The past two years have seen the biggest swings in oil prices in 14 years, which have baffled markets, investors, and traders due to geopolitical tensions and the shift towards clean energy.
The fundamental outlook for the GBP
2019-11-11 • Updated
After testing 1.3380 in March, GBP/USD turned down. Last week, the pound fell below the 200-day MA at 1.2960.
The European Union agreed to postpone Brexit until the end of October. How will this decision influence the GBP in the coming weeks and months?
All in all, the extension of Brexit is mildly positive for the pound. After all, Britain managed to escape the no-deal exit that would be the worst-case option. The pound would have plunged if Britain left the EU without an agreement. At the same time, the country is now obviously in the situation of uncertainty. The lack of clearness about its future weighs on the GBP.
There’s talk that Prime Minister Theresa May can try to have another go at making the parliament support her proposed EU withdrawal plan. The lawmakers can’t vote again on the same bill within a session, but she may lay out a different bill that would give legal effect to the terms of the withdrawal agreement. In any case, besides this procedural issue, May still lacks the support of the opposition Labour Party and many members of her own Conservative Party as well.
May’s popularity is low, and she will likely struggle to find a solution. In addition, there will be local elections in Britain on Thursday, May 2. There’s a big risk that voters will desert the ruling conservatives. In this case, the GBP will suffer.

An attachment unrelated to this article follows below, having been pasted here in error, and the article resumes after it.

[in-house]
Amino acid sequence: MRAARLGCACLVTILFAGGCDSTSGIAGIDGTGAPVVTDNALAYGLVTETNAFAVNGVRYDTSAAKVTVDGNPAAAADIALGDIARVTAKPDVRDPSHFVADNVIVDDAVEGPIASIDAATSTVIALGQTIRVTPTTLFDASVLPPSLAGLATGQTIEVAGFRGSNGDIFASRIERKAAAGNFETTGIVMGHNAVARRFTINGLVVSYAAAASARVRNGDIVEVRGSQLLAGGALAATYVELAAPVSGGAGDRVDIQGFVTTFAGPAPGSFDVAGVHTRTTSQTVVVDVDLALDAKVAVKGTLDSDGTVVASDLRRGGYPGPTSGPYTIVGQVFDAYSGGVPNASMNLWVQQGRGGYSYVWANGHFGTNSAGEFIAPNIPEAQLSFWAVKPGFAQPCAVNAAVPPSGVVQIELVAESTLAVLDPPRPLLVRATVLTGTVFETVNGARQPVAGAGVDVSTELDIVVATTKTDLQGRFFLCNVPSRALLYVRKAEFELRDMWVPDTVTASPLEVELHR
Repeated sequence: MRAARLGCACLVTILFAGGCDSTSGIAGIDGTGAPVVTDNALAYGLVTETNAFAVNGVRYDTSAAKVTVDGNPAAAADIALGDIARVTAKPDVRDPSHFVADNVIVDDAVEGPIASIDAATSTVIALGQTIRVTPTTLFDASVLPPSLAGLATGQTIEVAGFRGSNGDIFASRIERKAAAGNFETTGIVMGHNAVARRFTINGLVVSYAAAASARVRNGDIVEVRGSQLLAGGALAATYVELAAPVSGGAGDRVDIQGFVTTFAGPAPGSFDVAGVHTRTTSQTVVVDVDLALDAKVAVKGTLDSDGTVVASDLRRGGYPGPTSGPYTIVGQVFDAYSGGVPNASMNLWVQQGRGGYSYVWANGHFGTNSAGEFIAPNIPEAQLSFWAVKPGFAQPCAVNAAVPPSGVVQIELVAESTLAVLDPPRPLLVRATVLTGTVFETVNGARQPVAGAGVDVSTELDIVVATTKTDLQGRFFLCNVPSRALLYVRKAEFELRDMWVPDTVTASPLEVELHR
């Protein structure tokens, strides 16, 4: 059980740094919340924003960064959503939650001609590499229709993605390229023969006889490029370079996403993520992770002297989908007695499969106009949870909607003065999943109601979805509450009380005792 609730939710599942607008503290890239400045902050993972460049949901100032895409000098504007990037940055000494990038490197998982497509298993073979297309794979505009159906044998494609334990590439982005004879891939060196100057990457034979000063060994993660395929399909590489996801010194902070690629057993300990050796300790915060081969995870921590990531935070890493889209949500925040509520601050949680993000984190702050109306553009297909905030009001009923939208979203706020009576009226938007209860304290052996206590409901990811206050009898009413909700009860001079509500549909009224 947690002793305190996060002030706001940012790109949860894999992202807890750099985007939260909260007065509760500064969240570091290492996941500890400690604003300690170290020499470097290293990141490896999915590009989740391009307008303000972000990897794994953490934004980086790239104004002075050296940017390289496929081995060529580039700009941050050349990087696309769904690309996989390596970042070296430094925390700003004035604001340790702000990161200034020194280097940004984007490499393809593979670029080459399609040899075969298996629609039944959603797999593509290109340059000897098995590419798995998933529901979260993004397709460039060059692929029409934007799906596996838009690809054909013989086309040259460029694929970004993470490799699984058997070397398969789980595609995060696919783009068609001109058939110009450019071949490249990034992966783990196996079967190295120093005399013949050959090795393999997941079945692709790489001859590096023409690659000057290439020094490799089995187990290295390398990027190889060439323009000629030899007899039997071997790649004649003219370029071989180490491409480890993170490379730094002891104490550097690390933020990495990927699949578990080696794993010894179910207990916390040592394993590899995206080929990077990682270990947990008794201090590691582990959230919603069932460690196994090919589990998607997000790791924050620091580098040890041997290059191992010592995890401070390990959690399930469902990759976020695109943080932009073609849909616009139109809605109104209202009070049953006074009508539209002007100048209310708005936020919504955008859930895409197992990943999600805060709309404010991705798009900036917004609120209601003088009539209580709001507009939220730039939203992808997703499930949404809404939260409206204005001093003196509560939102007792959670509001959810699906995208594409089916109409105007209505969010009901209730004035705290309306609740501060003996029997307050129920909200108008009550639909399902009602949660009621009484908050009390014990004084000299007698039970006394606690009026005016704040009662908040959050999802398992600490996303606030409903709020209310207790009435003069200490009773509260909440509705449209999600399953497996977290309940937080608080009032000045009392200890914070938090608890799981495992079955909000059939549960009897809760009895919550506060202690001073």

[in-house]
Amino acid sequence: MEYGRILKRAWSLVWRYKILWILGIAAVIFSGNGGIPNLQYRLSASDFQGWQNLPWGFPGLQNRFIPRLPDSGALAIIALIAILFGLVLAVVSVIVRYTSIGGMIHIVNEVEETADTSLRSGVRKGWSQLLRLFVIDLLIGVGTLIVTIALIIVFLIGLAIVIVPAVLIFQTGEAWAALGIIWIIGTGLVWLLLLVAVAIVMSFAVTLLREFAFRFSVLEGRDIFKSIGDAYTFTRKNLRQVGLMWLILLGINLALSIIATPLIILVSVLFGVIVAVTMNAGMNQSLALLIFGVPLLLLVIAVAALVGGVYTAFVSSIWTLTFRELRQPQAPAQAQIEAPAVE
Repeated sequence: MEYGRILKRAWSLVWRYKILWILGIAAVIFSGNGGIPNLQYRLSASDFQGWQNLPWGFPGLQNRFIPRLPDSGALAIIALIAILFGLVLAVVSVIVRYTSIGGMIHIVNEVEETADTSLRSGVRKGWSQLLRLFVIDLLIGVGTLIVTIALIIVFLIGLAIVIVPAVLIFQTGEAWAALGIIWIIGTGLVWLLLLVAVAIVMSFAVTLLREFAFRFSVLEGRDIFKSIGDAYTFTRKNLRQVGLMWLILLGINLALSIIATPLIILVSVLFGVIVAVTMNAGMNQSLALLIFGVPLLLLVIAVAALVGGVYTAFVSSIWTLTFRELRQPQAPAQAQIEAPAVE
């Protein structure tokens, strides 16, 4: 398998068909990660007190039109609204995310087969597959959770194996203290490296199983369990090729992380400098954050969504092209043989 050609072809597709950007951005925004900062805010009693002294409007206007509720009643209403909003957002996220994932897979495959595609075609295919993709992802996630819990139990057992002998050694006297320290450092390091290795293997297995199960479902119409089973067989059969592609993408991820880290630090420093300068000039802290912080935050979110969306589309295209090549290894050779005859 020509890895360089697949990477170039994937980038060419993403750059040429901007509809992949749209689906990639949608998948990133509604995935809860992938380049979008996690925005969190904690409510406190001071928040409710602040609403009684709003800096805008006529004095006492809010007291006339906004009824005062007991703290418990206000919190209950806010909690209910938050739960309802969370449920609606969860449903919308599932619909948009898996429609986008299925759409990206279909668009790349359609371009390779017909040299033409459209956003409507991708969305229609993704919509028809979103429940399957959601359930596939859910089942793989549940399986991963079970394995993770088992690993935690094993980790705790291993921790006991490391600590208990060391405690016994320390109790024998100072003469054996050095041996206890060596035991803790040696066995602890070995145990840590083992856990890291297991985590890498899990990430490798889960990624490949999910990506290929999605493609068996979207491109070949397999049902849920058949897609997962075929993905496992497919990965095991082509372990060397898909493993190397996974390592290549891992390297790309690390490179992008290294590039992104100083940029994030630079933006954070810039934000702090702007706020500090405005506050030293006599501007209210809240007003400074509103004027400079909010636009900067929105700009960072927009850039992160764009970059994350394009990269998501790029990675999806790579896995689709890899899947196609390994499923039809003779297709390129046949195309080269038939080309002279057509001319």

So far, the UK economy has been doing fine despite the grim forecasts of various analysts. The nation’s GDP continued growing in February as manufacturers rushed to stockpile goods before Brexit. Still, according to IMF, Britain will suffer economic damage equivalent to the loss of at least 2-3 years of normal growth between now and the end of 2021 if it leaves the EU without a deal.
Inflation has cooled off in Britain from 2.7% in August 2018 to 1.9% y/y in February. In March the situation was unchanged from the previous month. The Bank of England won’t be in a hurry to raise interest rates and will likely once again underline the necessity to solve the Brexit problem first. The BoE will also meet on May 2. As hawkish comments are unlikely, we don't expect the pound to enjoy any kind of positive impact of this event.
Conclusion: what awaits the pound?
As you can see, although the current picture isn’t too bad for the sterling, it surely doesn’t provide it with comfort. Outside of the UK, the stronger Q1 US GDP growth and the economic weakness in Europe represent bearish factors for the GBP. As a result, until there’s an agreement within the British parliament, the pound will likely stay under negative pressure. It might be quite difficult for it to return above 1.30. In the next few days GBP/USD will be vulnerable for a leg down to 1.28/1.2785.
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